On Tuesday 16 October 2018, Yorkshire Ambulance Service NHS Trust (YAS) hopes to smash the milestone of providing a total of 100,000 schoolchildren with the life-saving skill since the annual event began five years ago. National Restart a Heart Day has been organised through the joint effort of leading UK charities and emergency services, including the Resuscitation Council (UK) and the British Heart Foundation, which is donating free training kits to the schools taking part.
Restart a Heart Day is a Europe-wide initiative developed by the European Resuscitation Council. It was launched in 2013 to teach members of the public how to help restart the heart of someone who has suffered a cardiac arrest. Humberside Fire and Rescue Service crews and Community Safety Advocates will be at schools around the region helping train hundreds of school children alongside their ambulance colleagues.
[Pictured are staff and students at Headlands School in Bridlington]
Restart a Heart Day was adopted by the International Liaison Committe on Resuscitation to encourage mass CPR training on a global scale.
Every year, around 350,000 Europeans suffer an out-of-hospital cardiac arrest (OHCA). OHCA can occur anywhere, for example in the street, at work, or while exercising or doing other strenuous activity. Unfortunately, the vast majority happen at home, where family members are the only witnesses and the only ones with the chance to save their loved ones.
Bystander CPR by lay people increases survival by two to three times, however, today it is delivered in only one in five OCHA cases. That is why fewer than one in 10 of these patients survive today. Increasing this rate may save 100,000 lives in Europe per year.
“Unfortunately, only a small minority of cardiac arrest victims receive this vital help in time to save their life,” says Professor Maaret Castrén, Karolinska Institutet, Sweden and immediate past Chair of the European Resuscitation Council.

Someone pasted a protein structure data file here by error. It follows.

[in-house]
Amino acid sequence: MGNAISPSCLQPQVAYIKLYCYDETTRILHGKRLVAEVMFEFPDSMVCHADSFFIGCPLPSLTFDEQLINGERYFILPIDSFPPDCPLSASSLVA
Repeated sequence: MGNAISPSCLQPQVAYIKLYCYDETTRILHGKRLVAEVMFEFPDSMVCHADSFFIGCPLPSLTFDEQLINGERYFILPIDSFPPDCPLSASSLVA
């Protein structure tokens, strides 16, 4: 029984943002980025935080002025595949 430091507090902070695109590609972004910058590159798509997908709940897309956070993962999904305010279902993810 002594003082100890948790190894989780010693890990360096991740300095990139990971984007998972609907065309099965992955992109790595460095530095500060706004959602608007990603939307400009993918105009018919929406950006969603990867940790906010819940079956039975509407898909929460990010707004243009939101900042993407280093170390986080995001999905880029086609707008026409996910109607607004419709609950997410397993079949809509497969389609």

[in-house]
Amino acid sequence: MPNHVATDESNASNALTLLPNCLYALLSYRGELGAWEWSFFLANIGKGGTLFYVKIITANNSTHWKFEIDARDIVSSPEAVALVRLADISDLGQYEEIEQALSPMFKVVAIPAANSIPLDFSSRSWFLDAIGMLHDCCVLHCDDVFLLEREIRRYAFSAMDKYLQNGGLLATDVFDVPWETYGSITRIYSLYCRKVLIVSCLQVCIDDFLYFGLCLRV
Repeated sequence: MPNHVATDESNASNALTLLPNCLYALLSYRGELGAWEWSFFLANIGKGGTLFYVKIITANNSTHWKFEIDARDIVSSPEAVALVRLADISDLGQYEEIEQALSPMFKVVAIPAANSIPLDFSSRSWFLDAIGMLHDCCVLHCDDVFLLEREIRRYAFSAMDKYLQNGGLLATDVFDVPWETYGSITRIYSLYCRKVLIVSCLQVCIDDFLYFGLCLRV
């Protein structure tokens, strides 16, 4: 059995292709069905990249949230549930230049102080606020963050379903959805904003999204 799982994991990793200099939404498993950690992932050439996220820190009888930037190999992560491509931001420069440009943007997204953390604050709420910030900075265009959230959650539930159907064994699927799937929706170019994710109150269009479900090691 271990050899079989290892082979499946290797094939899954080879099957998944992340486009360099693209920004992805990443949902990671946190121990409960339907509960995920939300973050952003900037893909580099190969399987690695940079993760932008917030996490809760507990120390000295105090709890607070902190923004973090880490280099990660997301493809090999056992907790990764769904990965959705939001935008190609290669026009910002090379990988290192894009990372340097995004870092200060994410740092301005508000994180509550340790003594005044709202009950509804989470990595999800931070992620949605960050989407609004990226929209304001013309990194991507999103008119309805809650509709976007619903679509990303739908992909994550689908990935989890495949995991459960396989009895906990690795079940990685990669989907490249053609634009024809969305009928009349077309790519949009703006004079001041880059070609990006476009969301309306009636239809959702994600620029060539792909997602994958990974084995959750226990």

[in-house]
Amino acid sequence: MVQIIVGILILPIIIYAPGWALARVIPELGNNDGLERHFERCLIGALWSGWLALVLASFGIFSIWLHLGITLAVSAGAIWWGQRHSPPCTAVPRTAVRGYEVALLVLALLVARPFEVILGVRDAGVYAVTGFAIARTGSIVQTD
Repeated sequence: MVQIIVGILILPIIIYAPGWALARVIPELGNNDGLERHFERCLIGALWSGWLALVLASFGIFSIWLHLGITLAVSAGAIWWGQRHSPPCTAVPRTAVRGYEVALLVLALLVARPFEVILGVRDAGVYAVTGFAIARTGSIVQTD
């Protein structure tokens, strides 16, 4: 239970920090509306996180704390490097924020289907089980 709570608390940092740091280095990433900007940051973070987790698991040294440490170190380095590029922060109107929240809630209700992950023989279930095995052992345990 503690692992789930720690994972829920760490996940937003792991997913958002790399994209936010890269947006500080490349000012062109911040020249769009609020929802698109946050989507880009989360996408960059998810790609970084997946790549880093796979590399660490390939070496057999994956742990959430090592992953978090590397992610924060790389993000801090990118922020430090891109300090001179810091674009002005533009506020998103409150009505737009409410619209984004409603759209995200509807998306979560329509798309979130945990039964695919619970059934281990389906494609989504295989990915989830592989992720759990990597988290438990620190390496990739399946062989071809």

Bystander CPR rates vary widely across Europe, with Andalusia in Spain as low as 12%, Germany 15%, through to very high rates in the Netherlands (61%) and Sweden (59%). The actual survival rate varies with the setting with some countries as low as 6%, whereas countries with an excellent record in bystander CPR such as the Netherlands and Norway see survival rates as high as 40%.
“If we could improve rates of bystander CPR in Europe to the levels seen in these best-performing nations, then around 100,000 lives could be saved each year across Europe,” says Prof Castrén. “We are certain that if more people were trained (eg all relatives of a high-risk population with cardiovascular diseases or families of people who have already survived a cardiac arrest or heart attack), 50% of the deaths by cardiac arrest could effectively be prevented.”
To put these numbers in context, the estimate of 350,000 OHCA deaths is equivalent to 1,000 deaths per day every day of the year across Europe; two full jumbo jets crashing with no survivors each and every day. By comparison, 28,000 people die across Europe each year in road accidents, but despite this the figure invested in road and car safety each year is much higher than that invested in CPR.
On Restart a Heart Day, a number of instructors will visit schools across the Humberside service area. Public Safety Advocates will be attending some of the sessions to support their YAS colleagues. In Hull and East Yorkshire, CPR training sessions will take place at:
Beverley Grammar School
Beverley High School
Bishop Burton College, Beverley
Cottingham High School
Headlands School, Bridlington
Hessle High School
Hull Trinity House Academy
Hymers College, Hull
Newland School for Girls, Hull
Riverside Special School, Goole
St Mary’s College, Hull
Wilberforce College, Hull
Wolfreton School and Sixth Form College, Willerby
Wyke Sixth Form College, Hull